Cement News

Lafarge cement plant cuts production, adding to B.C. concrete shortage

A fire has curtailed production at the Richmond plant

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One of B.C.’s largest cement plants has temporarily cut production, exacerbating Metro Vancouver’s shortage of concrete and forcing some construction companies to halt projects.

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Lafarge’s Richmond cement plant has been operating at limited capacity since a May 31 fire in part of the pre-heater tower.

Cement is a key ingredient in making concrete, a substance used in almost every construction project.

The Lafarge woes, coupled with a strike by some truck drivers, is severely choking the supply of concrete in the Lower Mainland.

“It’s almost like the perfect storm,” said Racy Sidhu, chairman of Concrete B.C. and owner of Yard At A Time Concrete in Delta. “The demand is far outreaching the supply.”

“Concrete is critical to everything we do,” Sidhu said, noting it’s the foundation of most infrastructure — sidewalks, schools, bridges, homes and condo buildings.

Lafarge’s Richmond plant is a major supplier of cement in B.C., Alberta and the Northwestern U.S., producing about a million tons of cement a year. according to Sidhu.

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The Richmond cement plant “is undergoing electric repairs to an isolated area,” Lafarge spokesperson Christa Broadfoot said by email. “We expect to resume full production capacity shortly and are leveraging our strong production and supply network in an effort to minimize impact to our customers.”

Broadfoot did not say when the plant will be back to full capacity and did not indicate the extent to which supply has been constrained.

The May 31 fire at the Richmond plant resulted in an inspection by WorkSafeBC. Lafarge was responsible for conducting an incident investigation into the cause of the fire and provide a final report to WorkSafeBC within 30 days of the incident, WorkSafeBC spokesperson Alexandra Skinner said.

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“WorkSafeBC did not issue a stop-work order, so any stoppage of production was a decision by Lafarge,” Skinner said.

Concrete companies have been told the Lafarge plant has limited inventory because it is not currently producing clinker, a solid material used to bind the cement, Sidhu said. The plant is grinding stockpiled clinker, he said.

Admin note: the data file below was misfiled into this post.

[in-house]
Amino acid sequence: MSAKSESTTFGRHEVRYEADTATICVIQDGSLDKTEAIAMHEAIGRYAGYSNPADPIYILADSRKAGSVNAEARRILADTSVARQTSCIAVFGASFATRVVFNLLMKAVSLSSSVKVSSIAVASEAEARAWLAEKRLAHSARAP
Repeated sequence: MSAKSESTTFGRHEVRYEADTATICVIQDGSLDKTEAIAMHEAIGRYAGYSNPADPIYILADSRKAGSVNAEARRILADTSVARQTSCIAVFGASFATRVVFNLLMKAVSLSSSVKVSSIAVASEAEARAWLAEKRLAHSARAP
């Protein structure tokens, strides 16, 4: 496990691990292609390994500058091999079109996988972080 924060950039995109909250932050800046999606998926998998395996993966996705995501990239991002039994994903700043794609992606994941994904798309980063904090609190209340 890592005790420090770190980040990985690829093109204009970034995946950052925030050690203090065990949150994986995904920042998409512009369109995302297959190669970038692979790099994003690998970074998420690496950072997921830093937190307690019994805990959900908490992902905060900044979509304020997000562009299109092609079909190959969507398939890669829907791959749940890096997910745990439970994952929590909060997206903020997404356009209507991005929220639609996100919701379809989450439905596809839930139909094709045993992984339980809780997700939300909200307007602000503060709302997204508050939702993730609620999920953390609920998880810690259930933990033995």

Broadfoot did not respond to follow up questions to confirm these details.

About 160 Rempel Bros. Concrete employees have been on strike since May 20 and an additional 110 Ocean Concrete and 24 Allied Concrete employees are also not crossing picket lines. The union, Teamsters Local 213, was at the negotiating table Tuesday with Lehigh Hanson, Inc., the Texas-based company that owns Rempel and the two sides are set to meet again Wednesday.

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Sidhu said his company was recently approached by contractors on the Broadway SkyTrain extension project asking if he can supply concrete. He had to turn them down.

Construction on the Millennium Line’s 5.7-kilometre Broadway Extension began in May 2021 and is expected to be completed by 2025.

The Ministry of Transportation and Infrastructure said in a statement Tuesday that t
he shortage has not caused any work stoppages on any Transportation Investment Corporation projects including the Broadway Subway Project and the Pattullo Bridge replacement.

“The project teams are working to mitigate any potential future impacts,” a ministry spokeperson said. “At this time, it does not appear there are any delays to other capital projects, including any of the major flood repair projects.”

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Sidhu said he’s heard from companies in Northern Alberta that have stopped making concrete because there’s no cement supply.

The concrete shortage will have a domino effect on every other building trade, said Jake Jinjoe, co-owner of Vancouver-based Raven Concrete.

“The first thing you do when you build something you pour foundation, right?” Jinjoe said. If there’s no concrete to pour the foundation of a home or highrise, the carpenters, electricians, plumbers and painters can’t start their work, he said.

The concrete shortage has forced him to halt a townhome project in North Vancouver.

“We’re at a standstill,” Jinjoe said. “It’s tough because it’s just putting projects at a standstill or crawl because we can’t get concrete.”

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Vancouver Concrete Contractors office manager Tyler Mertens said the company has had to halt most of their major projects.

“It’s not just our business,” Mertens said. “Every other concrete business is probably going through something similar.” 

The pent-up demand means that even when the strike comes to an end and Lafarge resumes full production, the cement and concrete shortage will likely extend right through the summer, Sidhu said.

That’s why he wants to see the provincial government identify cement as a strategic resource which would require cement producers to supply Canadian companies first before exporting to the U.S. About 40 to 50 per cent of the cement produced in B.C. — which has a handful of cement-making plants — is shipped to U.S. markets, he said.


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